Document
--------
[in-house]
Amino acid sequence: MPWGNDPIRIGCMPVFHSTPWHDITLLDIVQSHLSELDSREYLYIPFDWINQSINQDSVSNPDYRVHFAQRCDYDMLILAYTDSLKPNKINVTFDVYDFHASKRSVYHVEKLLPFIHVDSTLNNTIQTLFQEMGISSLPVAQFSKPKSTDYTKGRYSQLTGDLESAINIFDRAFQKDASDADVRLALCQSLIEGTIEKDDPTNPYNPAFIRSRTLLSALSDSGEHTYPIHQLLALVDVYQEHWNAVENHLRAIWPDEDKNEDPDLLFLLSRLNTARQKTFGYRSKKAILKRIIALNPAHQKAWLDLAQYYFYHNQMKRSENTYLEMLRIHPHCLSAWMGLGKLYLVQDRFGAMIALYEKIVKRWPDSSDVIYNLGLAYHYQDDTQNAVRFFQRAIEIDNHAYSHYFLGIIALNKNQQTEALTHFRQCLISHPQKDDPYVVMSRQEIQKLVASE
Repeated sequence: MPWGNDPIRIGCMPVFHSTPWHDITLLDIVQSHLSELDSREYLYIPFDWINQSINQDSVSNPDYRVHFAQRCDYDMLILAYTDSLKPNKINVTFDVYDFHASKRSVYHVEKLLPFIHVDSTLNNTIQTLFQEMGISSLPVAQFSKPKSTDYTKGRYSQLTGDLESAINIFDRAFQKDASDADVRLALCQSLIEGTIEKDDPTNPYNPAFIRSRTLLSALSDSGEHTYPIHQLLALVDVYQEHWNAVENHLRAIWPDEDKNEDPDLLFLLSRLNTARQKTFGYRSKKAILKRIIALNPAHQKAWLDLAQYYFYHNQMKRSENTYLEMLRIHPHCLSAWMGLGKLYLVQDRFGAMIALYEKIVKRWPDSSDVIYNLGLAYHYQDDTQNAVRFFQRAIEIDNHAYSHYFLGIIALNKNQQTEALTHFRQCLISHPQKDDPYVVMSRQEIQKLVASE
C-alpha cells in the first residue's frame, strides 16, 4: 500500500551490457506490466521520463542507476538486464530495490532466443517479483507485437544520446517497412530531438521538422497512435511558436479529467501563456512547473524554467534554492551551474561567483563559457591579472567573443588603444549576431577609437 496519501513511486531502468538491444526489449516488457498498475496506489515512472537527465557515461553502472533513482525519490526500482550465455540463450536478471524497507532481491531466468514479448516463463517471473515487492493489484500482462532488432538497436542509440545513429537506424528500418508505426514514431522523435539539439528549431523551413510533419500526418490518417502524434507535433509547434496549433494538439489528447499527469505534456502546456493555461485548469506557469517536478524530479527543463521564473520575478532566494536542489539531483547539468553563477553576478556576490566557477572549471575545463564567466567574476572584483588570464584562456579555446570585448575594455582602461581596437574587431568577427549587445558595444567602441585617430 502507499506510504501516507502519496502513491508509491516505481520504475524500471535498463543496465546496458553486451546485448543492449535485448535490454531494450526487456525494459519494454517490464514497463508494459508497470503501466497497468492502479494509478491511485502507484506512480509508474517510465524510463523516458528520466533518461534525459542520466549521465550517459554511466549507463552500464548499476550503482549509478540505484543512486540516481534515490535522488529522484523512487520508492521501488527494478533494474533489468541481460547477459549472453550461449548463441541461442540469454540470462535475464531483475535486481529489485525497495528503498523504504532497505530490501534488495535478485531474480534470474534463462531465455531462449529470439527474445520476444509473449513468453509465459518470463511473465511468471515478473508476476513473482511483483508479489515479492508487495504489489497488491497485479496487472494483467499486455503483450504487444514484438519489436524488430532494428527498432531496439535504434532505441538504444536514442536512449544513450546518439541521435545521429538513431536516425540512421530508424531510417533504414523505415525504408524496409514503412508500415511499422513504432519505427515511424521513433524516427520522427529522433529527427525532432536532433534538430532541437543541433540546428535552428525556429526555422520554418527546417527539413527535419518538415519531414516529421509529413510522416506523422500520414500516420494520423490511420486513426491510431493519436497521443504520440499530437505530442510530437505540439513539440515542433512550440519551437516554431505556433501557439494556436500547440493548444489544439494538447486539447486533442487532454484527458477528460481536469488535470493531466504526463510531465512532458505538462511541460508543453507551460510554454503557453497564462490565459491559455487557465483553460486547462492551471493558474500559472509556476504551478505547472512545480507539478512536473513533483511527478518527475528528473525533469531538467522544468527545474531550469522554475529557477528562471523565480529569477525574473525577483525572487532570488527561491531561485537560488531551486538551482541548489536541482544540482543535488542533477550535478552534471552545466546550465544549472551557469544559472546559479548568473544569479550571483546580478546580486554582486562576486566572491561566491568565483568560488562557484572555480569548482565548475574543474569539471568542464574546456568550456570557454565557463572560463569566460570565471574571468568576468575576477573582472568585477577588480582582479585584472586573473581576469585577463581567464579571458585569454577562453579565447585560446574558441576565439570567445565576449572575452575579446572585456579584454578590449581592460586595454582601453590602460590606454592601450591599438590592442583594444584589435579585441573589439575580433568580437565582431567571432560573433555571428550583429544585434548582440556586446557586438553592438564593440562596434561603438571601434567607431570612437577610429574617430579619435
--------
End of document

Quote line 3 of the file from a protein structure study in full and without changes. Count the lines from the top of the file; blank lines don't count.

Repeated sequence: MPWGNDPIRIGCMPVFHSTPWHDITLLDIVQSHLSELDSREYLYIPFDWINQSINQDSVSNPDYRVHFAQRCDYDMLILAYTDSLKPNKINVTFDVYDFHASKRSVYHVEKLLPFIHVDSTLNNTIQTLFQEMGISSLPVAQFSKPKSTDYTKGRYSQLTGDLESAINIFDRAFQKDASDADVRLALCQSLIEGTIEKDDPTNPYNPAFIRSRTLLSALSDSGEHTYPIHQLLALVDVYQEHWNAVENHLRAIWPDEDKNEDPDLLFLLSRLNTARQKTFGYRSKKAILKRIIALNPAHQKAWLDLAQYYFYHNQMKRSENTYLEMLRIHPHCLSAWMGLGKLYLVQDRFGAMIALYEKIVKRWPDSSDVIYNLGLAYHYQDDTQNAVRFFQRAIEIDNHAYSHYFLGIIALNKNQQTEALTHFRQCLISHPQKDDPYVVMSRQEIQKLVASE